Over the past two decades, the acceleration principle has played a vital role in the theory of Investment. In fact, this theory was developed before the Keynesian theory; however it became apparent after Keynes’ investment theory in the twentieth century. The accelerator is generally associated with the name of J.M Clark though it seems to have been first developed by the French economist Albert Aftalion. The basis of the accelerator principle is based on the fact that changes in factors affecting national income would affect investment. In other words, big percentages changes are witnessed due to small in consumer spending. This type of investment is known as induced investment since; it is induced by changes in consumption and income. Furthermore, the accelerator is just the numerical value of the relationship between the increases in investment caused by an increase in income. Normally, it will be positive when national income increases. On the other hand, it might fall to zero if the national output or income remains costant.
In 1971, the neoclassical approach which is a version of the flexible accelerator model was formulated by Jorgenson and others. Flexible Accelerator Model is a more general form of the accelerator model. It is assumed that firms will choose only a fraction, ‘a’, of the gap between desired and current actual level of capital stock each period. The larger the gap between the desired capital stock and the actual capital stock, the greater a firm’s rate of investment. This is illustrated below:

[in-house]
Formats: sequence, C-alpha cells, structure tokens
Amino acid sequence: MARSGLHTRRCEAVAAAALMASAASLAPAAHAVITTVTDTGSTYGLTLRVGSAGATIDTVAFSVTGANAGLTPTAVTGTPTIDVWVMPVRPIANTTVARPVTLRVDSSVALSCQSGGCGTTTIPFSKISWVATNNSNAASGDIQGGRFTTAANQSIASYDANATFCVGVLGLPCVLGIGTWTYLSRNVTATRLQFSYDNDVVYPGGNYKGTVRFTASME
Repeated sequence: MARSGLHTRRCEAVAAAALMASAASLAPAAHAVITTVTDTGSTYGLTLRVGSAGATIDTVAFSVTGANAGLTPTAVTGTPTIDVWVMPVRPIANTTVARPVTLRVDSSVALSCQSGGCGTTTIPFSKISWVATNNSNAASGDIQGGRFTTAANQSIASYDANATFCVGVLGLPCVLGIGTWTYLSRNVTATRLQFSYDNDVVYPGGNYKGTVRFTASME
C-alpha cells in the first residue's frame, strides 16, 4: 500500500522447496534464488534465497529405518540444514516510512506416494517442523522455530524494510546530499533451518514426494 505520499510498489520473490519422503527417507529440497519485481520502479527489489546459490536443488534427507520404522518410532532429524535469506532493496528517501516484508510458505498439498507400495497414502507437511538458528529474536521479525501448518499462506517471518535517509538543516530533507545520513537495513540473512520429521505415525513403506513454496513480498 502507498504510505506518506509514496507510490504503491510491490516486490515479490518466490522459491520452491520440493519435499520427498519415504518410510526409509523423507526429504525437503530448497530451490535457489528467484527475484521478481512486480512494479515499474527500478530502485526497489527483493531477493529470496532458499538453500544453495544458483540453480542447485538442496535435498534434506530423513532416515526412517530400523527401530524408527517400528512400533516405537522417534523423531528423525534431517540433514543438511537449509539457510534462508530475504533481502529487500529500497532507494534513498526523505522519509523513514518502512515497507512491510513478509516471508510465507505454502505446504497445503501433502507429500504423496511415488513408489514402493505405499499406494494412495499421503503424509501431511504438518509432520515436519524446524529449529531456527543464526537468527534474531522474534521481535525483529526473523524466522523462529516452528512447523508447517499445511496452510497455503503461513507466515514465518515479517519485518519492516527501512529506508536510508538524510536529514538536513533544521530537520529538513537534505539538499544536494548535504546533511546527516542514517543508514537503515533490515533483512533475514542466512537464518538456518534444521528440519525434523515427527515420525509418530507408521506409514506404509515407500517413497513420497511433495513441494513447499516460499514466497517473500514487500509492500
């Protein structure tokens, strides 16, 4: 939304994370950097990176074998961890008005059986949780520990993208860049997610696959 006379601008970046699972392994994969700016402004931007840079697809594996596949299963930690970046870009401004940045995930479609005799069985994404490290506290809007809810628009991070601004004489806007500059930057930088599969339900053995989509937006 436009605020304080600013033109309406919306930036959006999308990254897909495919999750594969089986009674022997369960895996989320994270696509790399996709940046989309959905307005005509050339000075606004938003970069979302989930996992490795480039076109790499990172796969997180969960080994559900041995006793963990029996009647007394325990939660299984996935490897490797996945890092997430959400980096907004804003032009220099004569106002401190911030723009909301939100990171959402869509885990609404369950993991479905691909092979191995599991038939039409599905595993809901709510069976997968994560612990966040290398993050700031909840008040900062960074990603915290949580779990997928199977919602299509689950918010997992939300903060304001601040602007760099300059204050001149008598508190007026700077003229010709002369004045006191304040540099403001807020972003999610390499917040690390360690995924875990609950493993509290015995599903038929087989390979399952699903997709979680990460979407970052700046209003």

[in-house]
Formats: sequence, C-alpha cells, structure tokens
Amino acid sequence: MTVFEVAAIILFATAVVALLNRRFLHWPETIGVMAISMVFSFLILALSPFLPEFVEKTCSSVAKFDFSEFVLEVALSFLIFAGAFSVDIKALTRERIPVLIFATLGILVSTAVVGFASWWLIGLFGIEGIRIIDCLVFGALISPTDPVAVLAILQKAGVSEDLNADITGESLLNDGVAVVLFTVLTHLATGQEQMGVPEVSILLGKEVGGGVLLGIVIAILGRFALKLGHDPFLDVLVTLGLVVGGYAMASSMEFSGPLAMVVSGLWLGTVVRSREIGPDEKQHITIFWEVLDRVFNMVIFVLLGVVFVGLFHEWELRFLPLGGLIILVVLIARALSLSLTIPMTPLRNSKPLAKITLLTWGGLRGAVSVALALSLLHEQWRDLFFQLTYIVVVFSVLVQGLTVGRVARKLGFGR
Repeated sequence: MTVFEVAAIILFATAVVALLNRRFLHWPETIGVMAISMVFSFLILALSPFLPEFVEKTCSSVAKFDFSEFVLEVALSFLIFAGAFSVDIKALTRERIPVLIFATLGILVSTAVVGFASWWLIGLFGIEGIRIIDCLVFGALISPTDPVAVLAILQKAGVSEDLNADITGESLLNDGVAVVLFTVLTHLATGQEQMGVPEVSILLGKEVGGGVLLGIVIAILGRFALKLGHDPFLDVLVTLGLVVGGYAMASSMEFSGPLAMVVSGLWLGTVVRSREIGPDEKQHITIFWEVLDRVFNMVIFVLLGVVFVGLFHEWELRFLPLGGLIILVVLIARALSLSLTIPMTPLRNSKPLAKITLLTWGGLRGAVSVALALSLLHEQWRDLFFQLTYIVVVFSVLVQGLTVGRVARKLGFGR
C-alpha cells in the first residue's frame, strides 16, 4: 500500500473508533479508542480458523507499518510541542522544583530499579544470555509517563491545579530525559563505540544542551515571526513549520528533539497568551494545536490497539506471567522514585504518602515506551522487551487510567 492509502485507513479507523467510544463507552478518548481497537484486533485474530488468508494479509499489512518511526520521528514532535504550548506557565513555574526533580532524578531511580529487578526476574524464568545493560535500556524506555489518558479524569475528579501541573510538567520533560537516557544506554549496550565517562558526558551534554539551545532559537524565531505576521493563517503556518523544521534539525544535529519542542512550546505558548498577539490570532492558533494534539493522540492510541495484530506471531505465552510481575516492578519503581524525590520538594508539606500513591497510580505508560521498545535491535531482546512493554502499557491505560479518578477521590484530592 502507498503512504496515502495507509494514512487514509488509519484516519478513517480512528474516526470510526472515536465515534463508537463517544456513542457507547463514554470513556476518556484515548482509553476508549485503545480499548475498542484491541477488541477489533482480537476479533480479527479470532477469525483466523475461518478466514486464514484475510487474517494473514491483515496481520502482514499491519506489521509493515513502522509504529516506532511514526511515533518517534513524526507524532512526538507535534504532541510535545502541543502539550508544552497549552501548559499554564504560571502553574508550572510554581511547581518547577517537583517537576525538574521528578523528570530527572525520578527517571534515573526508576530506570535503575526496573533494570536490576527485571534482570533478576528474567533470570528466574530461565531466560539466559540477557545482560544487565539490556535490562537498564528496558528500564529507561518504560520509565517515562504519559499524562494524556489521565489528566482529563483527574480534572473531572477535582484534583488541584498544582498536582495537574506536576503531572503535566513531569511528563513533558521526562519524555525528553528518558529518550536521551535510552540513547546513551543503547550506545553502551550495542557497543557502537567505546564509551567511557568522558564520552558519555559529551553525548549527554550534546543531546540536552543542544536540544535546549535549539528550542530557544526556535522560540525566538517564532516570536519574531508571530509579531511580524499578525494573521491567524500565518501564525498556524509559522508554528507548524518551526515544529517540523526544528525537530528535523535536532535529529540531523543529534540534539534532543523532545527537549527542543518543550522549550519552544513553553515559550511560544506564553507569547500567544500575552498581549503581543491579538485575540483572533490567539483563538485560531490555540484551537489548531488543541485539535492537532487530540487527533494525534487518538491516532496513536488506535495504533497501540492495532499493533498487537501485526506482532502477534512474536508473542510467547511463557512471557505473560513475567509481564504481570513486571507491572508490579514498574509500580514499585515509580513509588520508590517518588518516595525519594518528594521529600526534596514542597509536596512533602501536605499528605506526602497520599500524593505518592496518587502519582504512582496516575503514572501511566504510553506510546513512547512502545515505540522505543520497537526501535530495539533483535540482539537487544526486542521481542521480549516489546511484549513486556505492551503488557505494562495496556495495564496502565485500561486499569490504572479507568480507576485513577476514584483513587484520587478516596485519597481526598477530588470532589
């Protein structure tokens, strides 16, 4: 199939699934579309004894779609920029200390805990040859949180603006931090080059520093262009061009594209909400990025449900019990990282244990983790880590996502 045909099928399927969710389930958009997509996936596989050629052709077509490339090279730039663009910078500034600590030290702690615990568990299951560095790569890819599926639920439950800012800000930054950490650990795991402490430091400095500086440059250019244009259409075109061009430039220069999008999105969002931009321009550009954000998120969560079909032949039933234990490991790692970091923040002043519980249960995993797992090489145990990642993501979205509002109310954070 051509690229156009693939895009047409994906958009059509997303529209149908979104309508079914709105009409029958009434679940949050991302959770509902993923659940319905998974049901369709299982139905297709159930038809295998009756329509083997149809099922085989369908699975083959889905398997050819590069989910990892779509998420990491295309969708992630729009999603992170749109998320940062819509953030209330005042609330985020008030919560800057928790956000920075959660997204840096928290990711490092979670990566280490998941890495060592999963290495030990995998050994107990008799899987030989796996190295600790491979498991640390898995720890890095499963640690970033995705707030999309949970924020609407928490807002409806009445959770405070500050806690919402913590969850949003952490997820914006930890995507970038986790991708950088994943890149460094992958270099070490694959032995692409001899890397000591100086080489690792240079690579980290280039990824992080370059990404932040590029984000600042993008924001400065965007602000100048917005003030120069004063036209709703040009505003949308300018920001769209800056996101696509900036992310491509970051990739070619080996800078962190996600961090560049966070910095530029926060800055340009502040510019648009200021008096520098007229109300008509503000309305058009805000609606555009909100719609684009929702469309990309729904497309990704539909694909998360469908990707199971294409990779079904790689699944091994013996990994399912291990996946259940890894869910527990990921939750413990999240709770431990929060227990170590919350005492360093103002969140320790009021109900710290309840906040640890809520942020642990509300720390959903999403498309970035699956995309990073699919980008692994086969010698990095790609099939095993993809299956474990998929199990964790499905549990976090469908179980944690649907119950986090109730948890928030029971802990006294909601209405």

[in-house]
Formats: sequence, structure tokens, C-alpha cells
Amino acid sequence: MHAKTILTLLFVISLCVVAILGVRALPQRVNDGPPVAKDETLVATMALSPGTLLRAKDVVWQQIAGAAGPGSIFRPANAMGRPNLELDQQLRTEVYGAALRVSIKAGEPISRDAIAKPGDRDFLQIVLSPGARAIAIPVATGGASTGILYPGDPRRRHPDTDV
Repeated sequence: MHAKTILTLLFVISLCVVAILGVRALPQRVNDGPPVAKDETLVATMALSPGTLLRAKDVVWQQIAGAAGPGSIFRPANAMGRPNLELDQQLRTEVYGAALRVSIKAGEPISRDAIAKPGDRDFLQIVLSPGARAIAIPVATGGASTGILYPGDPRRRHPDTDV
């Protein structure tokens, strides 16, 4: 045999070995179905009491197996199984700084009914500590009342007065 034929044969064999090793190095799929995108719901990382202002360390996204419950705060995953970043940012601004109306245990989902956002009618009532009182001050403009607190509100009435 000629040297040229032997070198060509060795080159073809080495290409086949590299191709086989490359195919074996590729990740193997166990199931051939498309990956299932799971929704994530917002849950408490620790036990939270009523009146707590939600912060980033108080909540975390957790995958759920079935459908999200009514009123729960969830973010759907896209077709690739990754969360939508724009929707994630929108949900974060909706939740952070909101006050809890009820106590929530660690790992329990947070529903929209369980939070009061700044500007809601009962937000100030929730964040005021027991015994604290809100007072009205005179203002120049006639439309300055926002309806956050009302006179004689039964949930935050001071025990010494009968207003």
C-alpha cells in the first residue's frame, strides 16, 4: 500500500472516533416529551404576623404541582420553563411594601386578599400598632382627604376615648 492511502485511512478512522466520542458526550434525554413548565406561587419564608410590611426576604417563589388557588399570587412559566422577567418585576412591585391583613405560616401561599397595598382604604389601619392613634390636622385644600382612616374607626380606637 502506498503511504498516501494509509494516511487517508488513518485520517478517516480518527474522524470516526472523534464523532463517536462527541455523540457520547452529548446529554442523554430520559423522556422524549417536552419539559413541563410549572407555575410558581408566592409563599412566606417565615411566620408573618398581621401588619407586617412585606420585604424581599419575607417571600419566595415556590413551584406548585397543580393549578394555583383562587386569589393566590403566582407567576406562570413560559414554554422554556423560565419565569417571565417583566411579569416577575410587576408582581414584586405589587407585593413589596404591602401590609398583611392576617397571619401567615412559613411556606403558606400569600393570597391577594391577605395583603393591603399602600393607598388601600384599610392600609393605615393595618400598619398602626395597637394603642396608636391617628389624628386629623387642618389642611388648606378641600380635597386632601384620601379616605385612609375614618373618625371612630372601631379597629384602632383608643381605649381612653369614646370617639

I = a [K* -K-1]
I = planned net investment during period t
K* = desired level of capital stock
K-1 = current actual level of capital stock at beginning of period t (end of period t-1)
a = adjustment factor, 0 < a < 1
The desired capital stock is proportional to output and the investor’s cost of capital which in turn depends on the price of capital goods, the real rate of interest, the rate of depreciation and the tax structure. It is important to note that most recent empirical works are based on Jorgenson investment function. In fact Jorgenson provides that a decrease in interest rate would cause an increase in investment by reducing the cost of capital.
In 1967, Hall and Jorgenson provide the Hall Jorgenson Model of Investment. The model illustrates that the level of capital stock that is chosen by an optimizing firm depend on various economic features like the production function, depreciation rates, taxes, interest rates. In fact Hall and Jorgenson had used the neoclassical theory of optimal capital accumulation to analyze the relationship between tax policy and investment expenditures. They concluded that ” tax policy is very effective in changing the level and timing on Investment expenditures.”
“Q” theory of Investment
The “Q” theory of Investment, introduced by Tobin (1969) is a popularly accepted theory of real investment. In fact it is a basic tool used for financial market analysis.It is a positive function of ‘Q’which can be defined as the ratio of the market value of the existing capital to the replacement cost of capital. “Q” can be defined as follows:
Q=Stock Value of Firm/Replacement cost of Investment
“Q” is a barometer for investors as it tends to assess a firm’s prospect. When “Q” is greater than one, the firm would make additional investment because the profits generated would be greater than the cost of firm’s assets. If “Q” is less than one, the firm would be better off selling its assets instead of trying to put them to use as the firm’s value is less than what it cost to reproduce their capital. The ideal state is where “Q” is approximately equal to one denoting that the firm is in equilibrium.
The “Q” theory of investment can also depend on adjustment cost. Literature on this issue was done by Eisner and Strotz (1963), Lucas (1967), Gould (19678) and Tredway (1969). Later Mussa (1977), Abel (1979, 1982) and Yoshikawa (1980) showed that Investment is an increasing function of the shadow price of installed capital. This is such only when there are convex adjustment costs.